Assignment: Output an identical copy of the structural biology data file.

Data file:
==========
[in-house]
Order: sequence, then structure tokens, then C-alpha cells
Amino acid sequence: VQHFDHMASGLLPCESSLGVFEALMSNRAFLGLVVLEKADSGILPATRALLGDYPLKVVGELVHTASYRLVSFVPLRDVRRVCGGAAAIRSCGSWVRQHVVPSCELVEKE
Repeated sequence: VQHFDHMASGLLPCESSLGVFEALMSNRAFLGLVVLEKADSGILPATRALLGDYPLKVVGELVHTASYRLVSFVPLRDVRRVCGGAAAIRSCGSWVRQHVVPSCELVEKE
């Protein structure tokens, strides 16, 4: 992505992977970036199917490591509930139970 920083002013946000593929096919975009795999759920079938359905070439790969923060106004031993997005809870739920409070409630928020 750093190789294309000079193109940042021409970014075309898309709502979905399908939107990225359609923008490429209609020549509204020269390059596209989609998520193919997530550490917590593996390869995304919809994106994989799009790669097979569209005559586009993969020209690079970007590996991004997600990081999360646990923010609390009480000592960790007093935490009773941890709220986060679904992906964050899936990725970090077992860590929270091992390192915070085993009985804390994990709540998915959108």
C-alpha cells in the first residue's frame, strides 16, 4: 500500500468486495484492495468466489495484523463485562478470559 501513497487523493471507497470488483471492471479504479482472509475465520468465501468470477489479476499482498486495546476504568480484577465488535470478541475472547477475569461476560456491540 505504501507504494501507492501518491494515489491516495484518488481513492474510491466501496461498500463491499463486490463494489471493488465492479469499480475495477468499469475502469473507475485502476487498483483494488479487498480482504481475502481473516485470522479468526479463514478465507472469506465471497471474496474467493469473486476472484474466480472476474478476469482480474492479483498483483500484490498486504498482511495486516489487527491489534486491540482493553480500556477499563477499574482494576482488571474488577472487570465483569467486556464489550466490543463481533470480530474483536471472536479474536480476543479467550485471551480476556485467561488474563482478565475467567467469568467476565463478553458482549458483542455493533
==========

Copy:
[in-house]
Order: sequence, then structure tokens, then C-alpha cells
Amino acid sequence: VQHFDHMASGLLPCESSLGVFEALMSNRAFLGLVVLEKADSGILPATRALLGDYPLKVVGELVHTASYRLVSFVPLRDVRRVCGGAAAIRSCGSWVRQHVVPSCELVEKE
Repeated sequence: VQHFDHMASGLLPCESSLGVFEALMSNRAFLGLVVLEKADSGILPATRALLGDYPLKVVGELVHTASYRLVSFVPLRDVRRVCGGAAAIRSCGSWVRQHVVPSCELVEKE
């Protein structure tokens, strides 16, 4: 992505992977970036199917490591509930139970 920083002013946000593929096919975009795999759920079938359905070439790969923060106004031993997005809870739920409070409630928020 750093190789294309000079193109940042021409970014075309898309709502979905399908939107990225359609923008490429209609020549509204020269390059596209989609998520193919997530550490917590593996390869995304919809994106994989799009790669097979569209005559586009993969020209690079970007590996991004997600990081999360646990923010609390009480000592960790007093935490009773941890709220986060679904992906964050899936990725970090077992860590929270091992390192915070085993009985804390994990709540998915959108």
C-alpha cells in the first residue's frame, strides 16, 4: 500500500468486495484492495468466489495484523463485562478470559 501513497487523493471507497470488483471492471479504479482472509475465520468465501468470477489479476499482498486495546476504568480484577465488535470478541475472547477475569461476560456491540 505504501507504494501507492501518491494515489491516495484518488481513492474510491466501496461498500463491499463486490463494489471493488465492479469499480475495477468499469475502469473507475485502476487498483483494488479487498480482504481475502481473516485470522479468526479463514478465507472469506465471497471474496474467493469473486476472484474466480472476474478476469482480474492479483498483483500484490498486504498482511495486516489487527491489534486491540482493553480500556477499563477499574482494576482488571474488577472487570465483569467486556464489550466490543463481533470480530474483536471472536479474536480476543479467550485471551480476556485467561488474563482478565475467567467469568467476565463478553458482549458483542455493533